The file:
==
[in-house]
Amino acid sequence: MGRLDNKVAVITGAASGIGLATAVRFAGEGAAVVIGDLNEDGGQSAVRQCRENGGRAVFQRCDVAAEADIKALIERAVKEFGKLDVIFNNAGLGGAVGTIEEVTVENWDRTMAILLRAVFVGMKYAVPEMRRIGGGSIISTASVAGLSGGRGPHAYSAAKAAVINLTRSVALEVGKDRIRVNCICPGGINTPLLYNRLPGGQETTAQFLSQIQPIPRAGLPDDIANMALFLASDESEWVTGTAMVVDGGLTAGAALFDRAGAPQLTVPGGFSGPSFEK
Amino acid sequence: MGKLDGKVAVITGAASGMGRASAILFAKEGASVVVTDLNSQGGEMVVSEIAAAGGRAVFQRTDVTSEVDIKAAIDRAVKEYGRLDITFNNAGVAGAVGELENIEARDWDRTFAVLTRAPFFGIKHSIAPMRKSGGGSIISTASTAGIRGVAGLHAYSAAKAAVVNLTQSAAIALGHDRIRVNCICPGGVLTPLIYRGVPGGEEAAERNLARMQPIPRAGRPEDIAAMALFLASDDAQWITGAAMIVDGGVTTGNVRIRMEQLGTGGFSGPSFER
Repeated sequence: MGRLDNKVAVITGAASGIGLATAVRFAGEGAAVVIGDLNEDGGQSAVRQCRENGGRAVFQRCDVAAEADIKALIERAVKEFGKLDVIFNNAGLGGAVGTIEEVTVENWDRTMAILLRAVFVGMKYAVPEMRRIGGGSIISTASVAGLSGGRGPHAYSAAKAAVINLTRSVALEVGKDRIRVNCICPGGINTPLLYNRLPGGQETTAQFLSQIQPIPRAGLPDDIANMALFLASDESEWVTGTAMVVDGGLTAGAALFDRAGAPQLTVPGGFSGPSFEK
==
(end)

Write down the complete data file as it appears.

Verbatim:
[in-house]
Amino acid sequence: MGRLDNKVAVITGAASGIGLATAVRFAGEGAAVVIGDLNEDGGQSAVRQCRENGGRAVFQRCDVAAEADIKALIERAVKEFGKLDVIFNNAGLGGAVGTIEEVTVENWDRTMAILLRAVFVGMKYAVPEMRRIGGGSIISTASVAGLSGGRGPHAYSAAKAAVINLTRSVALEVGKDRIRVNCICPGGINTPLLYNRLPGGQETTAQFLSQIQPIPRAGLPDDIANMALFLASDESEWVTGTAMVVDGGLTAGAALFDRAGAPQLTVPGGFSGPSFEK
Amino acid sequence: MGKLDGKVAVITGAASGMGRASAILFAKEGASVVVTDLNSQGGEMVVSEIAAAGGRAVFQRTDVTSEVDIKAAIDRAVKEYGRLDITFNNAGVAGAVGELENIEARDWDRTFAVLTRAPFFGIKHSIAPMRKSGGGSIISTASTAGIRGVAGLHAYSAAKAAVVNLTQSAAIALGHDRIRVNCICPGGVLTPLIYRGVPGGEEAAERNLARMQPIPRAGRPEDIAAMALFLASDDAQWITGAAMIVDGGVTTGNVRIRMEQLGTGGFSGPSFER
Repeated sequence: MGRLDNKVAVITGAASGIGLATAVRFAGEGAAVVIGDLNEDGGQSAVRQCRENGGRAVFQRCDVAAEADIKALIERAVKEFGKLDVIFNNAGLGGAVGTIEEVTVENWDRTMAILLRAVFVGMKYAVPEMRRIGGGSIISTASVAGLSGGRGPHAYSAAKAAVINLTRSVALEVGKDRIRVNCICPGGINTPLLYNRLPGGQETTAQFLSQIQPIPRAGLPDDIANMALFLASDESEWVTGTAMVVDGGLTAGAALFDRAGAPQLTVPGGFSGPSFEK